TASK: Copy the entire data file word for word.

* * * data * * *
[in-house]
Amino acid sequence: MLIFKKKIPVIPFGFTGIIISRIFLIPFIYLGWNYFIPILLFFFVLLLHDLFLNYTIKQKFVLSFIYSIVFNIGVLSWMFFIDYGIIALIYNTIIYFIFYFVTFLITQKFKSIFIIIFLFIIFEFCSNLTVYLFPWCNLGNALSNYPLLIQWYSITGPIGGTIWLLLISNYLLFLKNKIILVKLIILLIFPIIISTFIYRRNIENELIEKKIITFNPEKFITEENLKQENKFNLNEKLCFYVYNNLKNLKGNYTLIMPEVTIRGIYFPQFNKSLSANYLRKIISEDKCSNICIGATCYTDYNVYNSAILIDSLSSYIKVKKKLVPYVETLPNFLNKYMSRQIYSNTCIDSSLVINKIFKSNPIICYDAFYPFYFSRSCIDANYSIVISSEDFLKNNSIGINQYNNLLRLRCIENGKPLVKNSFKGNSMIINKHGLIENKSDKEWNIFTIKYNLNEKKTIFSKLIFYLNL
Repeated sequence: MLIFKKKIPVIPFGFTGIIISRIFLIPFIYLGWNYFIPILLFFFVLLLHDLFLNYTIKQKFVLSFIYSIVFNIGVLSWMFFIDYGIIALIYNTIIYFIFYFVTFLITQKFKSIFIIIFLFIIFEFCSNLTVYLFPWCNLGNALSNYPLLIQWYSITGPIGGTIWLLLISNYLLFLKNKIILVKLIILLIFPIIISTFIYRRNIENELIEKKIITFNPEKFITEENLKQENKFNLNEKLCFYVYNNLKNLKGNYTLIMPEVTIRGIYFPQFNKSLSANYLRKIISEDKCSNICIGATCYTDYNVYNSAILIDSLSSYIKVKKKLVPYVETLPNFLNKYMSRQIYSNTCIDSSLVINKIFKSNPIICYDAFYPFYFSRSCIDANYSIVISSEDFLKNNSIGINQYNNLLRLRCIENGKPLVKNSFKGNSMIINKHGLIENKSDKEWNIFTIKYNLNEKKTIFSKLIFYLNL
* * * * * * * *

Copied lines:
[in-house]
Amino acid sequence: MLIFKKKIPVIPFGFTGIIISRIFLIPFIYLGWNYFIPILLFFFVLLLHDLFLNYTIKQKFVLSFIYSIVFNIGVLSWMFFIDYGIIALIYNTIIYFIFYFVTFLITQKFKSIFIIIFLFIIFEFCSNLTVYLFPWCNLGNALSNYPLLIQWYSITGPIGGTIWLLLISNYLLFLKNKIILVKLIILLIFPIIISTFIYRRNIENELIEKKIITFNPEKFITEENLKQENKFNLNEKLCFYVYNNLKNLKGNYTLIMPEVTIRGIYFPQFNKSLSANYLRKIISEDKCSNICIGATCYTDYNVYNSAILIDSLSSYIKVKKKLVPYVETLPNFLNKYMSRQIYSNTCIDSSLVINKIFKSNPIICYDAFYPFYFSRSCIDANYSIVISSEDFLKNNSIGINQYNNLLRLRCIENGKPLVKNSFKGNSMIINKHGLIENKSDKEWNIFTIKYNLNEKKTIFSKLIFYLNL
Repeated sequence: MLIFKKKIPVIPFGFTGIIISRIFLIPFIYLGWNYFIPILLFFFVLLLHDLFLNYTIKQKFVLSFIYSIVFNIGVLSWMFFIDYGIIALIYNTIIYFIFYFVTFLITQKFKSIFIIIFLFIIFEFCSNLTVYLFPWCNLGNALSNYPLLIQWYSITGPIGGTIWLLLISNYLLFLKNKIILVKLIILLIFPIIISTFIYRRNIENELIEKKIITFNPEKFITEENLKQENKFNLNEKLCFYVYNNLKNLKGNYTLIMPEVTIRGIYFPQFNKSLSANYLRKIISEDKCSNICIGATCYTDYNVYNSAILIDSLSSYIKVKKKLVPYVETLPNFLNKYMSRQIYSNTCIDSSLVINKIFKSNPIICYDAFYPFYFSRSCIDANYSIVISSEDFLKNNSIGINQYNNLLRLRCIENGKPLVKNSFKGNSMIINKHGLIENKSDKEWNIFTIKYNLNEKKTIFSKLIFYLNL